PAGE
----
Plant of the Sea­son - Laven­der

This England - - News -

A flow­er­ing plant of the mint fam­ily, laven­der is justly fa­mous for its beauty, scent and medic­i­nal qual­i­ties. It has been pop­u­lar through­out the world for thou­sands of years and was used by the an­cient Egyp­tians and the Ro­mans. The name re­put­edly comes from the Latin la­vere mean­ing to wash al­though some sources claim that it is the Latin li­v­ere mean­ing blueish.

How­ever, laven­der isn’t al­ways blue — it can be pink, vi­o­let, deep pur­ple or white. It also comes in dif­fer­ent sizes from large plants of up to 3ft such as Laven­dula in­ter­me­dia ‘Grosso’ to tiny rock­ery plants like L. an­gus­ti­fo­lia ‘Nana Alba’. The tra­di­tional English laven­der ( L. an­gus­ti­fo­lia) is a strong com­pact plant that will with­stand low tem­per­a­tures. How­ever the tufty-eared French laven­der ( L. stoechas) is not so frost hardy.

Laven­der will tol­er­ate most soil con­di­tions but it doesn’t like to get its roots too wet so in­cor­po­rate plenty of drainage ma­te­rial if your soil is clay. Plants do best in full sun and they should be clipped af­ter flow­er­ing to keep the shape com­pact. Just cut back the new sea­son’s growth as the laven­der doesn’t like having its old wood cut. Some books ad­vo­cate re­plac­ing the plants ev­ery five years or so but I’ve had laven­der in my pre­vi­ous gar­den that was sev­eral decades old and still go­ing strong. You can eas­ily add to your laven­der stock by tak­ing semi-ripe or hard­wood cut­tings.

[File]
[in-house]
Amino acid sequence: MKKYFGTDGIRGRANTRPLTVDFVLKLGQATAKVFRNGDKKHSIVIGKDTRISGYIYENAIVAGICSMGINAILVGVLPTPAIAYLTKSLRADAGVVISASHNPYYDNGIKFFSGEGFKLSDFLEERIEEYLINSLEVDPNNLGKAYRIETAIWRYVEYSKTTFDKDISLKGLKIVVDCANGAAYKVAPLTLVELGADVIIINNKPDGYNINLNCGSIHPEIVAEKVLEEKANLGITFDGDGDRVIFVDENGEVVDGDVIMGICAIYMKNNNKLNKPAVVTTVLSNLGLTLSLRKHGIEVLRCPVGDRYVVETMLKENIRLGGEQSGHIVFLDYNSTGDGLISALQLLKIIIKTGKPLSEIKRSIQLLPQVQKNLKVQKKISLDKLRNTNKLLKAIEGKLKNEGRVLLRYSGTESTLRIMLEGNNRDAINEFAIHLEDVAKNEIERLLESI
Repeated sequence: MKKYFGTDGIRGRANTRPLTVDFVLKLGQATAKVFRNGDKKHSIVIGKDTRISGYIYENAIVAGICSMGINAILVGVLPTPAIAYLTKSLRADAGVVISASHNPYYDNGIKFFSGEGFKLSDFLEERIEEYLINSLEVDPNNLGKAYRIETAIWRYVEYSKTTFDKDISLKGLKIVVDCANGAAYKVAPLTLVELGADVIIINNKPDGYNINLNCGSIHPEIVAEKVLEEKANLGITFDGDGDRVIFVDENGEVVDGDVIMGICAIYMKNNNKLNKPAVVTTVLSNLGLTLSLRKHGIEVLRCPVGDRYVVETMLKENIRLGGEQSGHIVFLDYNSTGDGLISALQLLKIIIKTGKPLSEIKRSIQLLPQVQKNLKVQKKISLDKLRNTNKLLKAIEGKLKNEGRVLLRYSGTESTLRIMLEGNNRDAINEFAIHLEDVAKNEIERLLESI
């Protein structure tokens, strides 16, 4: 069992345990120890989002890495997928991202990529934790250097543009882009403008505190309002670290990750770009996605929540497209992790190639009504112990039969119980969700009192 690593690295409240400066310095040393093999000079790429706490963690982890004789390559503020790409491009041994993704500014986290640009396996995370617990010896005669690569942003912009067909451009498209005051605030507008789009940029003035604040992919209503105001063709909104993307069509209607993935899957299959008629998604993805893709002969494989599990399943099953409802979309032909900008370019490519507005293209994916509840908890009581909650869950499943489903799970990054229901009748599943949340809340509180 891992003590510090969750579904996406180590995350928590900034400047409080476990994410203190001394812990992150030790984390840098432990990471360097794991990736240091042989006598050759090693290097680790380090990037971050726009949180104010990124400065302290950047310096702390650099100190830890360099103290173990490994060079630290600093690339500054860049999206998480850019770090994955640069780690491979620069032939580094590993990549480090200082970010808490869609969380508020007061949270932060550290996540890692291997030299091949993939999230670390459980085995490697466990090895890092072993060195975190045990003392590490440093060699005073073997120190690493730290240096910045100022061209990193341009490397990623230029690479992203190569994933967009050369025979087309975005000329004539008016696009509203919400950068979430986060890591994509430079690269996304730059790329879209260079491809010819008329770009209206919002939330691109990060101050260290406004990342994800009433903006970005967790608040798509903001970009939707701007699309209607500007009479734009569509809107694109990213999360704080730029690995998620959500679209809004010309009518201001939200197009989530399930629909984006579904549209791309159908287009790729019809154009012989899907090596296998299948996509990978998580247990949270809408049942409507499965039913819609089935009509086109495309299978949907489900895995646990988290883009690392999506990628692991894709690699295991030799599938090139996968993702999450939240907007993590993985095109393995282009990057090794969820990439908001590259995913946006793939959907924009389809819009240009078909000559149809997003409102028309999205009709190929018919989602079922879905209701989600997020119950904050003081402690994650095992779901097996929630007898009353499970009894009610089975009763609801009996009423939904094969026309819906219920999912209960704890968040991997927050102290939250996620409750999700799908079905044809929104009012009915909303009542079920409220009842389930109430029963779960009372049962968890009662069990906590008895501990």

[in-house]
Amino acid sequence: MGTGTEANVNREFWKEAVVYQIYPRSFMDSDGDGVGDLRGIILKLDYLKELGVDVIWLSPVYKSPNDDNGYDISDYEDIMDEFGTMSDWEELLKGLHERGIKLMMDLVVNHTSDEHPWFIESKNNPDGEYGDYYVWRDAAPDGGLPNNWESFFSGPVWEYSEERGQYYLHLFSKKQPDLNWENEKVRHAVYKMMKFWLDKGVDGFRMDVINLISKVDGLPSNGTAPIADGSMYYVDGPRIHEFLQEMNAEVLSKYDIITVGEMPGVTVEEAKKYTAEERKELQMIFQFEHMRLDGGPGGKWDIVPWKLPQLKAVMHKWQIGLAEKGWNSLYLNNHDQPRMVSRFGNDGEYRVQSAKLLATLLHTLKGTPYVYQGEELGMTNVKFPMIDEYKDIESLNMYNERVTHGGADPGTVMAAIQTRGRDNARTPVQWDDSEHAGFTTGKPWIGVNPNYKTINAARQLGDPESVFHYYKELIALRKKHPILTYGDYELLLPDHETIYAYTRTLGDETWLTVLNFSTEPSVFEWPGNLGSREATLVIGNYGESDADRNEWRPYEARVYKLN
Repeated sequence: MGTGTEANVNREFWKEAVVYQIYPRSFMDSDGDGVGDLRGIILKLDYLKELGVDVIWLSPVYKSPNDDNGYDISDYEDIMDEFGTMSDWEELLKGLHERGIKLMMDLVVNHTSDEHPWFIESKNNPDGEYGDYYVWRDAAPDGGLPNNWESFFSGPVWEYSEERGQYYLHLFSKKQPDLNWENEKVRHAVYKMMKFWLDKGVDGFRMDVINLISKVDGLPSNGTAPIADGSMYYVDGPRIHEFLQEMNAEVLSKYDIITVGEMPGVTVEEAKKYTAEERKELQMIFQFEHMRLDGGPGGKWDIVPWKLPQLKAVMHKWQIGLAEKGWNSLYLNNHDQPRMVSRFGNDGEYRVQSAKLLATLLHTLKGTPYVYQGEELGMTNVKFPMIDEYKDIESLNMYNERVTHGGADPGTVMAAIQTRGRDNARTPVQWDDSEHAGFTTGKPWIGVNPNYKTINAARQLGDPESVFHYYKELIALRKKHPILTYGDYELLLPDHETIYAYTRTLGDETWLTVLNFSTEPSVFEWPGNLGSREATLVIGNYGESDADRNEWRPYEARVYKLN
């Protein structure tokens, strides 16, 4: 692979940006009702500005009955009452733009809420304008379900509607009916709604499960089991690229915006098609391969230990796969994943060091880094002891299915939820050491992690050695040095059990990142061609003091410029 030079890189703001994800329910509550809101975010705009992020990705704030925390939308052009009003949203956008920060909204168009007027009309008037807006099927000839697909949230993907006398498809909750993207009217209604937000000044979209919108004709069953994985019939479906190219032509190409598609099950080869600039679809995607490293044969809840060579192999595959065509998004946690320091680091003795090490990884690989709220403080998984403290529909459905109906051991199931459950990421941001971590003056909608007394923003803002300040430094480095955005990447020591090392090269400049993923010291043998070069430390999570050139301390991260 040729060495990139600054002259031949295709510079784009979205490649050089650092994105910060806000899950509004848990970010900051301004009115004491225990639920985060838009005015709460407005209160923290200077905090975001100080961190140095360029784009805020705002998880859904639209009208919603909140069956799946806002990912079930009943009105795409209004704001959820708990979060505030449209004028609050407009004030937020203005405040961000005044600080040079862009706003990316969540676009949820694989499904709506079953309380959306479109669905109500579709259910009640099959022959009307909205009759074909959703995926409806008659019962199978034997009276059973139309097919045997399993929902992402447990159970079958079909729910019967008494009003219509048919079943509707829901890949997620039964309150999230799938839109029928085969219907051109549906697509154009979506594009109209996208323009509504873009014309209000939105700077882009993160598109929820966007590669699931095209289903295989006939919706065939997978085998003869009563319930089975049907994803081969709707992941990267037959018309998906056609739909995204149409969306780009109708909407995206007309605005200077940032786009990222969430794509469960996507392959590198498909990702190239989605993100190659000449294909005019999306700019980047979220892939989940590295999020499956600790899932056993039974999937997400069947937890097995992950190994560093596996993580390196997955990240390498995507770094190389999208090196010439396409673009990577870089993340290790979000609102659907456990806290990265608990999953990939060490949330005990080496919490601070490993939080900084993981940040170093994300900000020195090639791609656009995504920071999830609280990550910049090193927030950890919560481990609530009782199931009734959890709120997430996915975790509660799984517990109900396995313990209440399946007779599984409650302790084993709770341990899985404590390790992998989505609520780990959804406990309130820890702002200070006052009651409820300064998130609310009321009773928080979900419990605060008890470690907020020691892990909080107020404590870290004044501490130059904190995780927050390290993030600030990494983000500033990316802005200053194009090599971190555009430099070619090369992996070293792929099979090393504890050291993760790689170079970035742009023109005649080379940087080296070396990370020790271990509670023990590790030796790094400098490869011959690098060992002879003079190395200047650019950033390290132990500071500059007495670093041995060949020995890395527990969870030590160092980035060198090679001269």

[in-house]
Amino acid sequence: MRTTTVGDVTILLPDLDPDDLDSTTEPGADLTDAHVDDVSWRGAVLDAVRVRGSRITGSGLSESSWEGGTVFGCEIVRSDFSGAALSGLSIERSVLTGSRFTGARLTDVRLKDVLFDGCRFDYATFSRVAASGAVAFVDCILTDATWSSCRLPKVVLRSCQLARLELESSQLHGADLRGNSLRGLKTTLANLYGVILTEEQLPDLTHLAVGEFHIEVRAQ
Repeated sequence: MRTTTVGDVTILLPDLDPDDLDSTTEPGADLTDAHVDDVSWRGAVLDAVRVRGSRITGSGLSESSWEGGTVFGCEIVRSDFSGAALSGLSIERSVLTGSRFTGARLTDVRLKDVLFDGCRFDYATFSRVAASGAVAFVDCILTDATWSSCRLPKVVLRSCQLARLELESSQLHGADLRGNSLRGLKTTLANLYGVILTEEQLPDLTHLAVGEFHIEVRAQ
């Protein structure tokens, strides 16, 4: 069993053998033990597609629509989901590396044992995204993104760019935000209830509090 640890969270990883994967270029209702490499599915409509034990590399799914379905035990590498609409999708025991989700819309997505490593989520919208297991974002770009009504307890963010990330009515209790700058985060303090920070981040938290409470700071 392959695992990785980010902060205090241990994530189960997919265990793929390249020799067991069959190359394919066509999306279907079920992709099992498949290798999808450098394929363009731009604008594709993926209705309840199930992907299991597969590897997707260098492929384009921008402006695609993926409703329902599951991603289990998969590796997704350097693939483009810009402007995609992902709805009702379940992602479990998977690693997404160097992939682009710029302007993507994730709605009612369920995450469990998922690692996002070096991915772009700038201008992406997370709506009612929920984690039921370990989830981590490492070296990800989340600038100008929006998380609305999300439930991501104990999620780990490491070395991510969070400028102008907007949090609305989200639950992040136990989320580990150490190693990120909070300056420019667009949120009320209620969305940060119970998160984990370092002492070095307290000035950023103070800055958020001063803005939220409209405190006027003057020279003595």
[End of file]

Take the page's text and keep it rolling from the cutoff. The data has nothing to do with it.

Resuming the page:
The un­mis­take­able per­fume of laven­der is used in many ways — to scent soaps, lo­tions, cos­met­ics and room sprays. Sa­chets of dried flow­ers have long been pop­u­lar for plac­ing with stored sheets and clothes, as well as putting in pil­lows to aid sleep and re­lax­ation. Dried laven­der is also used in bak­ing — laven­der scones and short­bread are de­li­cious. The dis­tilled oil of laven­der is widely avail­able and a few drops are said to soothe headaches, in­sect bites and sun­burn, help cuts to heal and relieve coughs. The oil should al­ways be used ac­cord­ing to the in­struc­tions on the la­bel and never taken in­ter­nally.

It is not sur­pris­ing that laven­der is one of England’s best loved plants and one that can be found in gar­dens of all types. It is a royal favourite too — in fact Queen Vic­to­ria loved laven­der so much that she ap­pointed Sarah Sprules, who had a nurs­ery in Walling­ton, Sut­ton, as “Pur­veyor of Laven­der Essence to the Queen”.

be­ing dis­charged into rivers il­le­gally. It is not easy to catch a large num­ber of oiled swans and wash them to re­move any con­tam­i­na­tion caused by this kind of pol­lu­tion.”

Dis­carded fish­ing tackle is an­other ma­jor cul­prit, al­though the lead split-shot weights that were once at­tached to fish­ing lines are now il­le­gal. Be­fore they were banned in the 1980s swan num­bers on the Thames di­min­ished sharply as they died of lead poi­son­ing.

Heavy river traf­fic is an­other fac­tor in the di­min­ish­ing num­bers of swans. Some­times ac­ci­dents can be hard to avoid and we must re­mem­ber that ev­ery­one wishes to use the river: it is a mas­sive leisure at­trac­tion for many peo­ple in­clud­ing row­ers, fish­er­men, sailors, boaters etc.